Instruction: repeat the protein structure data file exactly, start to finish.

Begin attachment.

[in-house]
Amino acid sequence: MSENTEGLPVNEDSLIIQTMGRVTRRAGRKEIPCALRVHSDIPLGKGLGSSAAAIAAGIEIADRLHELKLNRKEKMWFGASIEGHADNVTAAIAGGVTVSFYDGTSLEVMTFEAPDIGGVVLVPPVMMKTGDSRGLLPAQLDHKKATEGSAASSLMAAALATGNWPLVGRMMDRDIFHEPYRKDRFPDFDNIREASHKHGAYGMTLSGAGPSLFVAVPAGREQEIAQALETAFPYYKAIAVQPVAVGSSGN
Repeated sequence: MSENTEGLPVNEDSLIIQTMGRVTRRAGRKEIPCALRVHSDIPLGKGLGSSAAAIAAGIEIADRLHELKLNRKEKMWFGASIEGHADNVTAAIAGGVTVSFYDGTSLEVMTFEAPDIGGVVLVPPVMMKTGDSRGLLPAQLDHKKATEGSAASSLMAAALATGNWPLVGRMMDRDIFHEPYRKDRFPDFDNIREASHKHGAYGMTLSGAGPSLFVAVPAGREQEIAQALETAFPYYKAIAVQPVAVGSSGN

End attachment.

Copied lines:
[in-house]
Amino acid sequence: MSENTEGLPVNEDSLIIQTMGRVTRRAGRKEIPCALRVHSDIPLGKGLGSSAAAIAAGIEIADRLHELKLNRKEKMWFGASIEGHADNVTAAIAGGVTVSFYDGTSLEVMTFEAPDIGGVVLVPPVMMKTGDSRGLLPAQLDHKKATEGSAASSLMAAALATGNWPLVGRMMDRDIFHEPYRKDRFPDFDNIREASHKHGAYGMTLSGAGPSLFVAVPAGREQEIAQALETAFPYYKAIAVQPVAVGSSGN
Repeated sequence: MSENTEGLPVNEDSLIIQTMGRVTRRAGRKEIPCALRVHSDIPLGKGLGSSAAAIAAGIEIADRLHELKLNRKEKMWFGASIEGHADNVTAAIAGGVTVSFYDGTSLEVMTFEAPDIGGVVLVPPVMMKTGDSRGLLPAQLDHKKATEGSAASSLMAAALATGNWPLVGRMMDRDIFHEPYRKDRFPDFDNIREASHKHGAYGMTLSGAGPSLFVAVPAGREQEIAQALETAFPYYKAIAVQPVAVGSSGN